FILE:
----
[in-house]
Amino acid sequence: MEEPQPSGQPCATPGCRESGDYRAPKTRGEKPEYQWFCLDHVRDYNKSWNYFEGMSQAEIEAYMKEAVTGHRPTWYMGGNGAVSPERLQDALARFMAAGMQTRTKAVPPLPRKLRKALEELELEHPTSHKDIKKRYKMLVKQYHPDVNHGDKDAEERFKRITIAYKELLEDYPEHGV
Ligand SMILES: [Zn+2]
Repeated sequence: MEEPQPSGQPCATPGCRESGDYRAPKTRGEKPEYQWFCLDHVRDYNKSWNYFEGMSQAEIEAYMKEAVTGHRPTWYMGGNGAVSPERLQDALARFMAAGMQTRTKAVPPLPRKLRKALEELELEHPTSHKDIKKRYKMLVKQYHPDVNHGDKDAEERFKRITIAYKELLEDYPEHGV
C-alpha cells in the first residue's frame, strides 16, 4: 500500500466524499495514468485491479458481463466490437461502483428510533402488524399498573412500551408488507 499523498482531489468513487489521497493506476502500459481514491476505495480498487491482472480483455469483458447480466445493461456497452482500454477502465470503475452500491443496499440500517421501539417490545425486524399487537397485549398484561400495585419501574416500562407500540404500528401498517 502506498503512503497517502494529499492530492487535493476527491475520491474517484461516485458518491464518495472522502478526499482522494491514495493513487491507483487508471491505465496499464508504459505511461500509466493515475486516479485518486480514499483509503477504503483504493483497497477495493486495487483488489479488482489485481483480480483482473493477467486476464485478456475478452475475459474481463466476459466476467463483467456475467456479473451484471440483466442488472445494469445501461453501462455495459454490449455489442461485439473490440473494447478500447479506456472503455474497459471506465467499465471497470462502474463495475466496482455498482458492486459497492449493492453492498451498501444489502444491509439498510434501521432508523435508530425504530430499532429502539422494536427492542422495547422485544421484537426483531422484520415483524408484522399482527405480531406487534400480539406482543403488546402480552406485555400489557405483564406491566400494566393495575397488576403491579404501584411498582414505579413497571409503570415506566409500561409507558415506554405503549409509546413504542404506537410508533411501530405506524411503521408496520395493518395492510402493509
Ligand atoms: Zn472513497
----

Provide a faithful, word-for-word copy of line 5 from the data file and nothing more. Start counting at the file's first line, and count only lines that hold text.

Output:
C-alpha cells in the first residue's frame, strides 16, 4: 500500500466524499495514468485491479458481463466490437461502483428510533402488524399498573412500551408488507 499523498482531489468513487489521497493506476502500459481514491476505495480498487491482472480483455469483458447480466445493461456497452482500454477502465470503475452500491443496499440500517421501539417490545425486524399487537397485549398484561400495585419501574416500562407500540404500528401498517 502506498503512503497517502494529499492530492487535493476527491475520491474517484461516485458518491464518495472522502478526499482522494491514495493513487491507483487508471491505465496499464508504459505511461500509466493515475486516479485518486480514499483509503477504503483504493483497497477495493486495487483488489479488482489485481483480480483482473493477467486476464485478456475478452475475459474481463466476459466476467463483467456475467456479473451484471440483466442488472445494469445501461453501462455495459454490449455489442461485439473490440473494447478500447479506456472503455474497459471506465467499465471497470462502474463495475466496482455498482458492486459497492449493492453492498451498501444489502444491509439498510434501521432508523435508530425504530430499532429502539422494536427492542422495547422485544421484537426483531422484520415483524408484522399482527405480531406487534400480539406482543403488546402480552406485555400489557405483564406491566400494566393495575397488576403491579404501584411498582414505579413497571409503570415506566409500561409507558415506554405503549409509546413504542404506537410508533411501530405506524411503521408496520395493518395492510402493509